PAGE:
That Thomas Hart Benton, so strongly associated with the culture of Midwestern U.S.A., didn’t seem out of place thousands of miles away here in Singapore spoke volumes about the incredibly strong connections between IU and its Singaporean alumni, whose spirited embrace of and enthusiasm for their alma mater this evening won’t soon be forgotten.
Tags: David Carden, Indiana University, IU, IU Alumni Association, Kelley School of Business, Lilly Family School of Philanthropy, Michael A. McRobbie, National University of Singapore, Phillip Chua, Singapore, Singaporean, Thomas Hart Benton
As IU President Michael A. McRobbie managed to point out on several occasions during this whirlwind, two-day trip to Beijing, the university has deep ties with China, dating as far back as the Qing dynasty (1644-1911) when an IU graduate, William Alexander Parsons Martin, worked in Beijing as an interpreter for the American Minister to China. IU’s first Chinese alumnus, Showin Wetzen Hsu, graduated in 1909 and went on to serve in a number of high-level governmental and judicial positions.
In more recent years, IU has developed relationships with China’s leading universities, including Peking University, Sun Yat-Sen University, Tsinghua University, Zhejiang University, the China University of Political Science and Law, Beijing University for Business Economics, and Beijing Sport University. These relationships have led to substantial faculty teaching and research collaborations and student exchanges.
Sure enough, China continues to be both a popular spot for IU students to study abroad and a steady supplier of bright international students to IU’s campuses. Last year alone, 225 IU students elected to study in China, and today, over 40 percent of IU’s 8,000 international students come to the university from that country.
What’s more, IU now boasts more than 4,000 alumni affiliated with China, and the university continues to welcome numerous Chinese scholars, students and dignitaries to its campuses.
All of these people and partnerships were on the minds of members of the IU delegation early this morning as they set out to begin what would ultimately be a historic day in the annals of IU’s longstanding engagement with China.
The day began with a trip to renew IU’s partnership agreement with Beijing Sport University, one of the world’s elite sports universities. Beijing Sport University, which just celebrated its 60th anniversary last year, has an amazing athletic tradition: In the past four Olympic Games alone, students and faculty from the university have won a whopping 30 gold medals, 16 silver medals and nine bronze medals.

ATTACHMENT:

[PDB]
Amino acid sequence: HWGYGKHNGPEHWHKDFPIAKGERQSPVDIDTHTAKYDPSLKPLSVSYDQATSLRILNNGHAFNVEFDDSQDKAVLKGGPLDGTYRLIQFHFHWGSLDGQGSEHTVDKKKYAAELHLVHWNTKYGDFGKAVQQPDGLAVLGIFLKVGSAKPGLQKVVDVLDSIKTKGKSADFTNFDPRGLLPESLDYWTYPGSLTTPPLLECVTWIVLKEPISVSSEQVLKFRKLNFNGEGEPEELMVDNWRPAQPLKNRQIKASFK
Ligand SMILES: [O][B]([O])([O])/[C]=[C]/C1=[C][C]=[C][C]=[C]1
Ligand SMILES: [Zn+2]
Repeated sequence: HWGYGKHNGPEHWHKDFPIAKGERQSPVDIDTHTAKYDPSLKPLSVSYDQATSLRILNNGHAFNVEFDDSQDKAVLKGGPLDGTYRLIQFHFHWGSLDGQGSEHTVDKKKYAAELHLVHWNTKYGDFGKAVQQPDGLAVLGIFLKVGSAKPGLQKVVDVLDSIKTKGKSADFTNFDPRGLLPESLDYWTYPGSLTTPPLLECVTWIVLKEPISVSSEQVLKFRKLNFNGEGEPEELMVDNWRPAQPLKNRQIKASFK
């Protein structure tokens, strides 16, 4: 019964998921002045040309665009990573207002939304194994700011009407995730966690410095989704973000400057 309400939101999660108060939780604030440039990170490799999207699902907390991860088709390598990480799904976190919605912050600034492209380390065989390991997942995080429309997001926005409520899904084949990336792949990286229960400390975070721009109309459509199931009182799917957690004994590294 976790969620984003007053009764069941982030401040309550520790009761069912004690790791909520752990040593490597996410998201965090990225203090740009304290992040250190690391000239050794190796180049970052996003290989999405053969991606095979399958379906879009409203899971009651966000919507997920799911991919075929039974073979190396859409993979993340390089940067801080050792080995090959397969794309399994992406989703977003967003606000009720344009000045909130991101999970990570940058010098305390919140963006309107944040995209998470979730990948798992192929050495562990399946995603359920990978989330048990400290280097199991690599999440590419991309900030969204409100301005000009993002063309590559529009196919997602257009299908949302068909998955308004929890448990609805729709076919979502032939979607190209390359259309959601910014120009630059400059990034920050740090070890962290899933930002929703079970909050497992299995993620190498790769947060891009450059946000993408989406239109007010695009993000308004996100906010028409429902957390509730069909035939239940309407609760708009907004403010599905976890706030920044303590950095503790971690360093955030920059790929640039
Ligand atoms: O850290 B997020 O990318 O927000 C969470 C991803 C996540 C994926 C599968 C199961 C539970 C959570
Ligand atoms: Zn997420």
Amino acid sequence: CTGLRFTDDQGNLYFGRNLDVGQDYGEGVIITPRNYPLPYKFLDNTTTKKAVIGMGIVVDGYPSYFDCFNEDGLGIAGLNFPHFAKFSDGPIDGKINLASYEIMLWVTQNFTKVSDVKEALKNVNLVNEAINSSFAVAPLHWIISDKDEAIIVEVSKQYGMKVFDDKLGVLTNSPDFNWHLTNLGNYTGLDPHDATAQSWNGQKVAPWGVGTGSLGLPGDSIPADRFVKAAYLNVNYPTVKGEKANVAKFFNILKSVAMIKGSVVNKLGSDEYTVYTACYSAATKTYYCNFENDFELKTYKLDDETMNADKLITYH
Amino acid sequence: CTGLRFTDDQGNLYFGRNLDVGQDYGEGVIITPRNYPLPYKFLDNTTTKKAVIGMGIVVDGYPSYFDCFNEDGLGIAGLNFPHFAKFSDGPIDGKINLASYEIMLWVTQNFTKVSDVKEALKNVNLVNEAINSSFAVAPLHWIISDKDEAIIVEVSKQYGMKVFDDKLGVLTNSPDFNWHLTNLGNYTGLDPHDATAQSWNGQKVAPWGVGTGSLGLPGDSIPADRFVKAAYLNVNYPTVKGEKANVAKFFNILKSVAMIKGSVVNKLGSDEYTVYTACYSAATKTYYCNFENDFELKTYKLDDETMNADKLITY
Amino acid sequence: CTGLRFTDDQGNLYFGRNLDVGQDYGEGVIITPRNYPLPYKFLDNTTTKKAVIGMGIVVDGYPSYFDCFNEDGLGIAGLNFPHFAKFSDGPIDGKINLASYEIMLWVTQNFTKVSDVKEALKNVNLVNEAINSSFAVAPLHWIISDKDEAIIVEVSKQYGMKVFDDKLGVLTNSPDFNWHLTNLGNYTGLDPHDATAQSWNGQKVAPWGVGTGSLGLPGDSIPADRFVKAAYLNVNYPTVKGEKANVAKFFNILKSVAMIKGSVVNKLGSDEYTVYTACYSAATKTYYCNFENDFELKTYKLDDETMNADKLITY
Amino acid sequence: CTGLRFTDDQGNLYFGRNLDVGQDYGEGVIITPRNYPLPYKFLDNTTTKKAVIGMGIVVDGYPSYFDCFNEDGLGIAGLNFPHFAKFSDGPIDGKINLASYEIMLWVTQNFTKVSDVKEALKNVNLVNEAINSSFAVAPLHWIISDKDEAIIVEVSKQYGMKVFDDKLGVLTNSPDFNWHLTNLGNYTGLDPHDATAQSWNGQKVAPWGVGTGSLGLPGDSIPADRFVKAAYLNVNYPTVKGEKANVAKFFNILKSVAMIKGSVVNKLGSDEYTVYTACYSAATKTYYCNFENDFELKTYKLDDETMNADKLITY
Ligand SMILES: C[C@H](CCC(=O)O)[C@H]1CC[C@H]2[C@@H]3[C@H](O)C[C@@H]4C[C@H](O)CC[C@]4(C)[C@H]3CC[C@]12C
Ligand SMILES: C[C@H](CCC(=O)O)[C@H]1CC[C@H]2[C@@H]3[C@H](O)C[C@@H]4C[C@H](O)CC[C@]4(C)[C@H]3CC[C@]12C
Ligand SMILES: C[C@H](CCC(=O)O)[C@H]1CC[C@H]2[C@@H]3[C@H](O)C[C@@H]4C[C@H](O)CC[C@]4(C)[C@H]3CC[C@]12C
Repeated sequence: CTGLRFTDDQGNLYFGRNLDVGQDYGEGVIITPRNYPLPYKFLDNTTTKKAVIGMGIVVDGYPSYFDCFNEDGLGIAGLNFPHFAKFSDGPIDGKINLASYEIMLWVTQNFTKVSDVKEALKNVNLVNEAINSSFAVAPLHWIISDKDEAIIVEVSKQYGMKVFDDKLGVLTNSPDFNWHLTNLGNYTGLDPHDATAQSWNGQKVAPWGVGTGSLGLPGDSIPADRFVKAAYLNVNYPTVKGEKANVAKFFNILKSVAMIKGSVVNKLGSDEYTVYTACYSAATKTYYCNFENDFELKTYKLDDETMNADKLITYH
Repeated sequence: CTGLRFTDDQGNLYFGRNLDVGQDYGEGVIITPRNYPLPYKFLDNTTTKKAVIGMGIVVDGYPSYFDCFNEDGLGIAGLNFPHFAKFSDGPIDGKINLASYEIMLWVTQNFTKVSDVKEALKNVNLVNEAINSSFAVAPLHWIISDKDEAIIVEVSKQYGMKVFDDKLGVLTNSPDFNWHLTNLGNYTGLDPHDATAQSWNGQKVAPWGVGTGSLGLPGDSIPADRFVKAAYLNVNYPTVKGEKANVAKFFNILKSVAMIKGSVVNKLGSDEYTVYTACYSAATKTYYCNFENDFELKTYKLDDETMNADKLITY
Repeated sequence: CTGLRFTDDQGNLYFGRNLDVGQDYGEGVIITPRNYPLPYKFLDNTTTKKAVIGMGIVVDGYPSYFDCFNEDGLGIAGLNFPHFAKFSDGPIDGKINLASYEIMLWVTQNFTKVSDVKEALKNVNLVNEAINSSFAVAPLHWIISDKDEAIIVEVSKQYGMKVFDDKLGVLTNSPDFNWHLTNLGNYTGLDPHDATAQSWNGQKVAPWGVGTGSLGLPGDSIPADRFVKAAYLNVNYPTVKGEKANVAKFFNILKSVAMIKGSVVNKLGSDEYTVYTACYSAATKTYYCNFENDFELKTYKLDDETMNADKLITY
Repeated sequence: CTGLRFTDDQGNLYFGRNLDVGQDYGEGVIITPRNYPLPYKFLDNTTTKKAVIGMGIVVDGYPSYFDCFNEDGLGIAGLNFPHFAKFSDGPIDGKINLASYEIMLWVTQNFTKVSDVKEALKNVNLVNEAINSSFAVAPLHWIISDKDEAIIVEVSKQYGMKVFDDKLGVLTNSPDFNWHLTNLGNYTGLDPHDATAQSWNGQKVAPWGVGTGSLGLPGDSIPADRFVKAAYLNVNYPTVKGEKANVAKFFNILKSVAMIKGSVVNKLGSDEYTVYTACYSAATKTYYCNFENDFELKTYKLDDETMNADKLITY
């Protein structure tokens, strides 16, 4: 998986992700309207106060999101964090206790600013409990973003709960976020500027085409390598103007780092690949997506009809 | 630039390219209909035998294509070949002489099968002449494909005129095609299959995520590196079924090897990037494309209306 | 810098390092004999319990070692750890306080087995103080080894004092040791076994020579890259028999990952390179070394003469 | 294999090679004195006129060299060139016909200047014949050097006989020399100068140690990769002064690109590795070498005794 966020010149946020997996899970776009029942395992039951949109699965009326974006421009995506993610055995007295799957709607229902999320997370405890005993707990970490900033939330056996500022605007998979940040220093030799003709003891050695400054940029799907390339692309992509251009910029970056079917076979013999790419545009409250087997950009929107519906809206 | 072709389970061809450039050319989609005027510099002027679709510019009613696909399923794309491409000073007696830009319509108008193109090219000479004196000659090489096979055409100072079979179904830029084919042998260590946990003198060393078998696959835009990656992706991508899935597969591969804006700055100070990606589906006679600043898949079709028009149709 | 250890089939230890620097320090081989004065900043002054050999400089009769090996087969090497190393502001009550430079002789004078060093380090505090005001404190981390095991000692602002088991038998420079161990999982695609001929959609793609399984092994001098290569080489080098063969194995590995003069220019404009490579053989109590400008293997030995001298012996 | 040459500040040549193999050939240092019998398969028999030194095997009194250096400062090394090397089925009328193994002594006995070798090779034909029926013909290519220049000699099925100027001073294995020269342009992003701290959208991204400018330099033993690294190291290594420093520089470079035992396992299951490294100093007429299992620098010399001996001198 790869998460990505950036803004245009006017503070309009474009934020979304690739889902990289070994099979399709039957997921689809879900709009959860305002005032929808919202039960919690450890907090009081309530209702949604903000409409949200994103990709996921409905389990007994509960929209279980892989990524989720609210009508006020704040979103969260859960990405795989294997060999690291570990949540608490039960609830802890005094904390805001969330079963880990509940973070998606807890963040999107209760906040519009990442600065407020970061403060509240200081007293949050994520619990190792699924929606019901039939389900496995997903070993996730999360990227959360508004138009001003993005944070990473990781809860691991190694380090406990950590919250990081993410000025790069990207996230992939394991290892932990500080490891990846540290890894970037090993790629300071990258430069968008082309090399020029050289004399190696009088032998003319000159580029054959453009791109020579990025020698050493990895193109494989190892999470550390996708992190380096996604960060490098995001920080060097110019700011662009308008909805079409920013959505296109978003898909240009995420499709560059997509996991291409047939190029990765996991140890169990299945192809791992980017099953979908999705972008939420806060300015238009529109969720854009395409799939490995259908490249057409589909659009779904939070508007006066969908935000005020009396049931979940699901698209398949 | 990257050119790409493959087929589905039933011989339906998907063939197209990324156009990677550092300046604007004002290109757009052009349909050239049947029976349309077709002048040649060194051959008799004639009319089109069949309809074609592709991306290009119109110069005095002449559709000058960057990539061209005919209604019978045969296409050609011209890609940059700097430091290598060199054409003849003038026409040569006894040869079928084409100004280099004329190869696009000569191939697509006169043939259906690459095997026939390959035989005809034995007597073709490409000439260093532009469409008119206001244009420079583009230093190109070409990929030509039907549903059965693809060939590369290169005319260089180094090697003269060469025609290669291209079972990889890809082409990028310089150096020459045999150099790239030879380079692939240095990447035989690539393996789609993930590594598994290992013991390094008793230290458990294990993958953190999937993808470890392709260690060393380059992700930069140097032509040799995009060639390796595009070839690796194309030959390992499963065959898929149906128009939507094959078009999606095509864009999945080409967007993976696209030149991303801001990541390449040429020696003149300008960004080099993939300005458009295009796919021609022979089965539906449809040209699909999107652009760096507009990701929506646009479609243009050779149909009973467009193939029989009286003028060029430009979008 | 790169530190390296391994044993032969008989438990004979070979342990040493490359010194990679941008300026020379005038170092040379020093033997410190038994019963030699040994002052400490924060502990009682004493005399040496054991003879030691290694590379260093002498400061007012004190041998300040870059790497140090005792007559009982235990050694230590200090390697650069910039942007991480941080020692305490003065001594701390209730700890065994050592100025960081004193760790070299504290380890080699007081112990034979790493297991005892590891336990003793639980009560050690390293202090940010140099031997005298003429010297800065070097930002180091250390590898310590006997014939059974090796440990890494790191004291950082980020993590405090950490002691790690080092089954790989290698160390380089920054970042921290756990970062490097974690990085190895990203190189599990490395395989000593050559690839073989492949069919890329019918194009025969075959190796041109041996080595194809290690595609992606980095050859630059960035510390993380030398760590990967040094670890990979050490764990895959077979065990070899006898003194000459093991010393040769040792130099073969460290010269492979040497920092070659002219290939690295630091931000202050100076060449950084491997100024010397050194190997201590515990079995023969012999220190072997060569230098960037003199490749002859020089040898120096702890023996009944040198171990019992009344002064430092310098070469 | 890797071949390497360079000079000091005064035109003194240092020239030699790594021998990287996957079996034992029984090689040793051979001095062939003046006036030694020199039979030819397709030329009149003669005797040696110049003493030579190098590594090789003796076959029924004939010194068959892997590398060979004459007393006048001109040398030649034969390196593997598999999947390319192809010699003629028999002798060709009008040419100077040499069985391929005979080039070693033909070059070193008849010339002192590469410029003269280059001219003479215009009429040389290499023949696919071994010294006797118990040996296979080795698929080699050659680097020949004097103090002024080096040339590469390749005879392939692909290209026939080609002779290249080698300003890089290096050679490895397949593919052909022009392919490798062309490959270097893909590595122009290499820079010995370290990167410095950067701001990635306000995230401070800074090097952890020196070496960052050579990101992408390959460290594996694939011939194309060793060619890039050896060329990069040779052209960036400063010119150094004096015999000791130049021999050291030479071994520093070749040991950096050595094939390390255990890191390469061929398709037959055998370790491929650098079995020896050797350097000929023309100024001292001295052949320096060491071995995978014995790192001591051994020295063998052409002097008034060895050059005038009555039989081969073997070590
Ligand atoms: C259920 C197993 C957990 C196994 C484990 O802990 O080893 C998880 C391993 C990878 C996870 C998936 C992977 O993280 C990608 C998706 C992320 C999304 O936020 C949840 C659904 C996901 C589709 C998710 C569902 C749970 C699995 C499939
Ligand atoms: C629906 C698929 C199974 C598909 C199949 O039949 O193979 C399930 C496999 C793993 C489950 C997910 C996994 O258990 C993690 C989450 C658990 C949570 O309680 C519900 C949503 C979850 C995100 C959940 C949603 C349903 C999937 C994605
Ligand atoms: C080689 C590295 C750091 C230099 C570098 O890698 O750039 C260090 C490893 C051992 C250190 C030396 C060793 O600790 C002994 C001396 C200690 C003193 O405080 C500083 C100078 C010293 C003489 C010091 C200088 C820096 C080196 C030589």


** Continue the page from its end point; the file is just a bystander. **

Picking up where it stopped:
After walking through the gates of this picturesque campus (some of us wondering how anyone could possibly muster up the desire to work out and sweat surrounded by so much serenity and natural beauty), members of the IU delegation were ushered into a large meeting room, where Beijing Sport University President Yang Hua spoke glowingly about his university’s longstanding relationship, now over 25 years old, with IU and its acclaimed School of Public Health, formerly the School of Health, Physical Education and Recreation. Remarkably, the relationship between IU and Beijing Sport University spans four IU presidents and four School of Public Health deans; numerous faculty and student exchanges; and major joint initiatives, including several that helped support Beijing’s successful bid for the 2008 Olympic Games.
For his part, McRobbie talked about how honored he and his colleagues were to be visiting Beijing Sport University on such an auspicious occasion: the celebration of a quarter-century relationship between two universities committed, through the new agreement, to continuing faculty, student and staff exchanges and working together to advance their mutual interest in the important role that sports and physical education can play in public health.
As much as members of the IU delegation would’ve liked to have taken a few more laps around the beautiful Beijing Sport University campus, there was much more work to be done on this busy day, including meeting with U.S. Ambassador to China and former U.S. Sen. Max Baucus and members of his staff; then joining leaders from Tsinghua University to both renew IU’s partnership agreement with China’s top-ranked university and ink a new agreement with Tsinghua on behalf of the Lilly Family School of Philanthropy at Indiana University-Purdue University Indianapolis. As a result of the agreement signed today, the Lilly Family School and Tsinghua University will create a research institute to further study the role of philanthropy and non-governmental organizations in China.
Finally, it was time for the big event of the day: the grand opening ceremony of the IU China Office , the university’s second global gateway facility (the first was opened in New Delhi, India) and a new home base for activities here in China. The office is in the China Education and Research Network building, known as CERNET, in the Tsinghua Science Park, the science park of Tsinghua University.
More than 70 excited guests – including prominent IU Chinese alumni, business and government officials, administrators, faculty, students and staff – were in attendance to help formally inaugurate the new office, which will accelerate IU’s academic initiatives and partnerships, like the ones signed today, throughout China. The office will also accommodate a wide range of activities, including scholarly research and teaching, conferences and workshops, study abroad programs, distance learning initiatives, executive and corporate programs, and alumni events.
In true IU fashion, those activities have already begun. On Monday, the office will host a workshop, organized by the Research Center for Chinese Politics and Business and the Lilly Family School of Philanthropy, featuring updates on research projects about philanthropy in China.